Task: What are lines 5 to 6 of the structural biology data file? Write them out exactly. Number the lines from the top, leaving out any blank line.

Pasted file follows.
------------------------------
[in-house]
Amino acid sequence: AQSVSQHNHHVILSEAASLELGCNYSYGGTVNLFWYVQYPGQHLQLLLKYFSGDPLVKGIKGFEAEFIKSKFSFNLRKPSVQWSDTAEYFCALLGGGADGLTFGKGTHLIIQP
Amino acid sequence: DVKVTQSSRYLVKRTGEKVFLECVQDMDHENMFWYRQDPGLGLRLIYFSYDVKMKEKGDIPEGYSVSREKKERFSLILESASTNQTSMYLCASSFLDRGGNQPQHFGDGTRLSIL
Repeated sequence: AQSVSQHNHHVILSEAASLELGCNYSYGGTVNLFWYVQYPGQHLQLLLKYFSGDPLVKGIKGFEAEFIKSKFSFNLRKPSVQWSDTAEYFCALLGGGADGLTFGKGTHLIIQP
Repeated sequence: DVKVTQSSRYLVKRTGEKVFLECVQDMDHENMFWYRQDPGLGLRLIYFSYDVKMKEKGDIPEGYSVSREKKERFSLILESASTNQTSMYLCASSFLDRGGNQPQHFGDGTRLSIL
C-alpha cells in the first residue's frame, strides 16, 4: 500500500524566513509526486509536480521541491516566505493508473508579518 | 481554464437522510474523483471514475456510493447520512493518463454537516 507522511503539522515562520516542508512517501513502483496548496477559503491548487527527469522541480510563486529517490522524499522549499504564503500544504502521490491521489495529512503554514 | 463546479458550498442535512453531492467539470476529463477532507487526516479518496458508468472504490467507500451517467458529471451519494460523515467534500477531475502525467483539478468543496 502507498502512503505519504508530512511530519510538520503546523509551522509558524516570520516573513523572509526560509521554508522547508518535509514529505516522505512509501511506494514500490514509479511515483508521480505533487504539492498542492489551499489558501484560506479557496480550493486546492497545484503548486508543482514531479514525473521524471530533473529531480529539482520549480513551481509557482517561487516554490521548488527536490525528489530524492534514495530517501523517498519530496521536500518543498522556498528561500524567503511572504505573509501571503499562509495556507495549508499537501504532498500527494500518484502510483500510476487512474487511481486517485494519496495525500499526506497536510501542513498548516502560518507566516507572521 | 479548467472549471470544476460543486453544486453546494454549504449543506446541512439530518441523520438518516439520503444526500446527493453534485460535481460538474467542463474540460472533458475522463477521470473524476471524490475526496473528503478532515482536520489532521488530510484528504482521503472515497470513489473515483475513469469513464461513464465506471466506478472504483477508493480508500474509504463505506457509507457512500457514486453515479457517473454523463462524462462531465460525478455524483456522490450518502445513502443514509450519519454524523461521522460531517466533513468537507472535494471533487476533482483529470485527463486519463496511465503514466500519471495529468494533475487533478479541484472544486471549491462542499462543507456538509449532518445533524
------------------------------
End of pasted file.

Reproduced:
Repeated sequence: DVKVTQSSRYLVKRTGEKVFLECVQDMDHENMFWYRQDPGLGLRLIYFSYDVKMKEKGDIPEGYSVSREKKERFSLILESASTNQTSMYLCASSFLDRGGNQPQHFGDGTRLSIL
C-alpha cells in the first residue's frame, strides 16, 4: 500500500524566513509526486509536480521541491516566505493508473508579518 | 481554464437522510474523483471514475456510493447520512493518463454537516 507522511503539522515562520516542508512517501513502483496548496477559503491548487527527469522541480510563486529517490522524499522549499504564503500544504502521490491521489495529512503554514 | 463546479458550498442535512453531492467539470476529463477532507487526516479518496458508468472504490467507500451517467458529471451519494460523515467534500477531475502525467483539478468543496 502507498502512503505519504508530512511530519510538520503546523509551522509558524516570520516573513523572509526560509521554508522547508518535509514529505516522505512509501511506494514500490514509479511515483508521480505533487504539492498542492489551499489558501484560506479557496480550493486546492497545484503548486508543482514531479514525473521524471530533473529531480529539482520549480513551481509557482517561487516554490521548488527536490525528489530524492534514495530517501523517498519530496521536500518543498522556498528561500524567503511572504505573509501571503499562509495556507495549508499537501504532498500527494500518484502510483500510476487512474487511481486517485494519496495525500499526506497536510501542513498548516502560518507566516507572521 | 479548467472549471470544476460543486453544486453546494454549504449543506446541512439530518441523520438518516439520503444526500446527493453534485460535481460538474467542463474540460472533458475522463477521470473524476471524490475526496473528503478532515482536520489532521488530510484528504482521503472515497470513489473515483475513469469513464461513464465506471466506478472504483477508493480508500474509504463505506457509507457512500457514486453515479457517473454523463462524462462531465460525478455524483456522490450518502445513502443514509450519519454524523461521522460531517466533513468537507472535494471533487476533482483529470485527463486519463496511465503514466500519471495529468494533475487533478479541484472544486471549491462542499462543507456538509449532518445533524